'This doesn't happen to white models' - Adut Akech criticises Australian magazine for photo mix-up
Teenage supermodel Adut Akech said she found an Australian magazine using a picture of a different black model to illustrate an interview with her to be "inexcusable".
Earlier this week, WHO magazine published an interview with fashion's fastest rising runway star and she broke her silence in response to the unwavering criticism, stating the industry still retains racist tendencies. Akech is originally from Sudan and has spent much of her adolescence in Australia, where her modelling career kicked off.
"In the interview I spoke about how people view refugees and peoples attitude to colour in general. With the article they published a large photo saying it was me. But it was of another black girl," she wrote in a statement on Instagram.
"This has upset me, has made me angry, it has made me feel very disrespected and to me is unacceptable and inexcusable under any circumstances. Not only do I personally feel insulted and disrespected but I feel like my entire race has been disrespected too and it is why I feel it is important that I address this issue.
"Whoever did this clearly the thought that was me in that picture and that’s not okay. This is a big deal because of what I spoke about in my interview. By this happening I feel like it defeated the purpose of what I stand for and spoke about. It goes to show that people are very ignorant and narrowminded that they think every black girl or African people looks the same."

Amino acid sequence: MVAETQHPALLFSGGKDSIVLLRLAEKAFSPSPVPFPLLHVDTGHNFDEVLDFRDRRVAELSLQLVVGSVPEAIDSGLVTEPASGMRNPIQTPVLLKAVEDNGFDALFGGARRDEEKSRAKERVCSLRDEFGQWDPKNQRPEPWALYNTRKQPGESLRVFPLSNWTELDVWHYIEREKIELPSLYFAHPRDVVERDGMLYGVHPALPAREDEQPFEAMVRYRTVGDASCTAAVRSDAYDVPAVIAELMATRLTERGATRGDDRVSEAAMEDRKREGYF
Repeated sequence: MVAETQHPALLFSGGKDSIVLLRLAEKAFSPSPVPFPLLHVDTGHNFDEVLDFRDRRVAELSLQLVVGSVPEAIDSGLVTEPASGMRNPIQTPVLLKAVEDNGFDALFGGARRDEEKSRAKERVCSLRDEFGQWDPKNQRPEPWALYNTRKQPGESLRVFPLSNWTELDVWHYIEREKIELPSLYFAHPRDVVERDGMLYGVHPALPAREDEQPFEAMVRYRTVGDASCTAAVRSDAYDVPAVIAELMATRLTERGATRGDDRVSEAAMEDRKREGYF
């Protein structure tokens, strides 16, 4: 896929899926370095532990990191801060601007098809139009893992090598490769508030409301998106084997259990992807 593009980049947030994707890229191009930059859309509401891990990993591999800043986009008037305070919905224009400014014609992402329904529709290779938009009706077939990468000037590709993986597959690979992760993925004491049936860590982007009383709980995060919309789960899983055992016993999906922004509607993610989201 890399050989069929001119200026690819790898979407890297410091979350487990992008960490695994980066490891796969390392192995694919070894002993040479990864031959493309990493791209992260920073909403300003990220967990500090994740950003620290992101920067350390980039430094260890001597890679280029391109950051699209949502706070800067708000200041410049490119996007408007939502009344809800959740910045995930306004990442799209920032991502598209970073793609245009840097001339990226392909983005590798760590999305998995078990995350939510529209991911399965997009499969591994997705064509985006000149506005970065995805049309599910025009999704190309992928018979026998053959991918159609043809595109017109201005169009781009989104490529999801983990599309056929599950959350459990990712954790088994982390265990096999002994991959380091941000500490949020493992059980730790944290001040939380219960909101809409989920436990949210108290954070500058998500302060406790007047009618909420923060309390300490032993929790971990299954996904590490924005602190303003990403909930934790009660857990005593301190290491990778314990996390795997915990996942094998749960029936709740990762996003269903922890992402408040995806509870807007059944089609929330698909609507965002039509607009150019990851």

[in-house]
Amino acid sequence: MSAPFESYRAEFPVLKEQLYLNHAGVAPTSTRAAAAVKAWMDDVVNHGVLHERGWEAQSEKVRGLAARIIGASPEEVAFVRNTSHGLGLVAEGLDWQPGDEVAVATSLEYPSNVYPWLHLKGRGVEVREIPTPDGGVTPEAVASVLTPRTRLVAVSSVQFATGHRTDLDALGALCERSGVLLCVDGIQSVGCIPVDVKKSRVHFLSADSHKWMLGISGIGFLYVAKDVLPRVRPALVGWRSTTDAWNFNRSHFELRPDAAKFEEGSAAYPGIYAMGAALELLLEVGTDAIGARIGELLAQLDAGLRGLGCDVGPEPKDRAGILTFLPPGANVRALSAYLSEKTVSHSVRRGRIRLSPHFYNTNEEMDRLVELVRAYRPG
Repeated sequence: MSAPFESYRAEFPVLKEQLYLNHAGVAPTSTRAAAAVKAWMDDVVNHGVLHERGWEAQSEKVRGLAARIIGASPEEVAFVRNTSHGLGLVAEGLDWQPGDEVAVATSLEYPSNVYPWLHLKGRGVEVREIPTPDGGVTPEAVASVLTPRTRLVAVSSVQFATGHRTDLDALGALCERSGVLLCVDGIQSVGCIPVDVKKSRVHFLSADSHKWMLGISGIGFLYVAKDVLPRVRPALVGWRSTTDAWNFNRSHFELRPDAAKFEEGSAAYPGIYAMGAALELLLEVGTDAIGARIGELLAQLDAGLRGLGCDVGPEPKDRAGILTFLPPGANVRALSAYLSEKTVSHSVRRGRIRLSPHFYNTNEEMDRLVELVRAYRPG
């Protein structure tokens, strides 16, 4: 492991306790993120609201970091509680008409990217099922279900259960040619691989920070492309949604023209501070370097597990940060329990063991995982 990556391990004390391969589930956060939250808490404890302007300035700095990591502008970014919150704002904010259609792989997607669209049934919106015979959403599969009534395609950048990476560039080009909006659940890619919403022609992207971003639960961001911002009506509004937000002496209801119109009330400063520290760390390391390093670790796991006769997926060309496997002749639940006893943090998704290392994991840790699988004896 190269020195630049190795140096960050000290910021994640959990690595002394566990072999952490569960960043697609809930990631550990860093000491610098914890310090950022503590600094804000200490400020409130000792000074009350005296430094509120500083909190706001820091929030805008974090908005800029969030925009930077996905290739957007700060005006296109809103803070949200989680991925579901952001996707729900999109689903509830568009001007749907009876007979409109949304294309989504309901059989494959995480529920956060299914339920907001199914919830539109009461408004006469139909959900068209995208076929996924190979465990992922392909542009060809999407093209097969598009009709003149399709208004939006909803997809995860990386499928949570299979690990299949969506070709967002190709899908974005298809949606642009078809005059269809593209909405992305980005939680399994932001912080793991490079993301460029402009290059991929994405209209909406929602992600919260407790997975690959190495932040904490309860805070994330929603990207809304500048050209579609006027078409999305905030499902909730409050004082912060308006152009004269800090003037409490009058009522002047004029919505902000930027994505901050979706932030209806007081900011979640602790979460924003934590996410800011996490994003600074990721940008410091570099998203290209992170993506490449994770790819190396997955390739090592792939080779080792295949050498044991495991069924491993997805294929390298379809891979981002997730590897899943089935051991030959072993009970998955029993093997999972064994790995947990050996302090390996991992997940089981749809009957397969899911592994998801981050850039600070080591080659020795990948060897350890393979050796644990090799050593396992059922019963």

She added: "This has deeply affected me and we need to start an important conversation that needs to happen. I’m sure that I’m not the first person that’s experienced this and it needs to stop. I’ve been called by the name of another models who happens to be of the same Ethnicity, I find it very ignorant, rude and disrespectful towards both of us simply because we know that this doesn’t happen with white models.
"I want this to be somewhat of a wake up call to people within the industry it’s not OK and you need to do better. Big publications need to make sure that they fact check things before publishing them especially when its real stories and interviews and not just some made up rumors. To those who work at shows and shoots it’s important that you don’t mix up models names. Australia you’ve a lot of work to do and you’ve got to do better and that goes to the rest of the industry."
In a statement, WHO magazine unreservedly apologised for the error, stating that an agency which set up the interview supplied them with the wrong image and both parties acknowledged that the publication also apologised privately to Adut and Flavia Lazarus, the model whose picture was used to accompany the piece.
"Our intention was to share Adut’s inspiring story and highlight her achievements. We are committed to increasing the diversity in the pages of WHO, and arranged the interview in view of this. Hopefully the result of our misprint will be more people talking about this issue in the industry and tackling it head-on."
Adut has walked for brands like Saint Laurent and Chanel and most recently featured on the cover of British Vogue's September issue, edited by Meghan Markle, alongside fourteen other trailblazers.